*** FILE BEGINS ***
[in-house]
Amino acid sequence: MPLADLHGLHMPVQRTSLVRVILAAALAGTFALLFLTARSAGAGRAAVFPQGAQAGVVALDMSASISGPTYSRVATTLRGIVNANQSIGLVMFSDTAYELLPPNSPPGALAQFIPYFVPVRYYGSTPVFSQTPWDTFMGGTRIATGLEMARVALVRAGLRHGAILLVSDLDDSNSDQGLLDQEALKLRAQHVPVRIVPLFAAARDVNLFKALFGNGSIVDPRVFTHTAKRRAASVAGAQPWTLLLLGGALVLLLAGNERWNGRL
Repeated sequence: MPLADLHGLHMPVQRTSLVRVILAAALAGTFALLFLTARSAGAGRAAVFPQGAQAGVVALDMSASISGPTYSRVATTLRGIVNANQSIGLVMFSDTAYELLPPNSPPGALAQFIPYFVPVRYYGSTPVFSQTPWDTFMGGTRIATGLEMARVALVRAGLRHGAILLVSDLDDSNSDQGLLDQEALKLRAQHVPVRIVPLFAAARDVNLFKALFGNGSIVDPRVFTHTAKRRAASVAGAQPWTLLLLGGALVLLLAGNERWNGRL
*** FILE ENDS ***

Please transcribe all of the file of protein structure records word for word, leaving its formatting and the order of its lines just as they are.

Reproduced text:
[in-house]
Amino acid sequence: MPLADLHGLHMPVQRTSLVRVILAAALAGTFALLFLTARSAGAGRAAVFPQGAQAGVVALDMSASISGPTYSRVATTLRGIVNANQSIGLVMFSDTAYELLPPNSPPGALAQFIPYFVPVRYYGSTPVFSQTPWDTFMGGTRIATGLEMARVALVRAGLRHGAILLVSDLDDSNSDQGLLDQEALKLRAQHVPVRIVPLFAAARDVNLFKALFGNGSIVDPRVFTHTAKRRAASVAGAQPWTLLLLGGALVLLLAGNERWNGRL
Repeated sequence: MPLADLHGLHMPVQRTSLVRVILAAALAGTFALLFLTARSAGAGRAAVFPQGAQAGVVALDMSASISGPTYSRVATTLRGIVNANQSIGLVMFSDTAYELLPPNSPPGALAQFIPYFVPVRYYGSTPVFSQTPWDTFMGGTRIATGLEMARVALVRAGLRHGAILLVSDLDDSNSDQGLLDQEALKLRAQHVPVRIVPLFAAARDVNLFKALFGNGSIVDPRVFTHTAKRRAASVAGAQPWTLLLLGGALVLLLAGNERWNGRL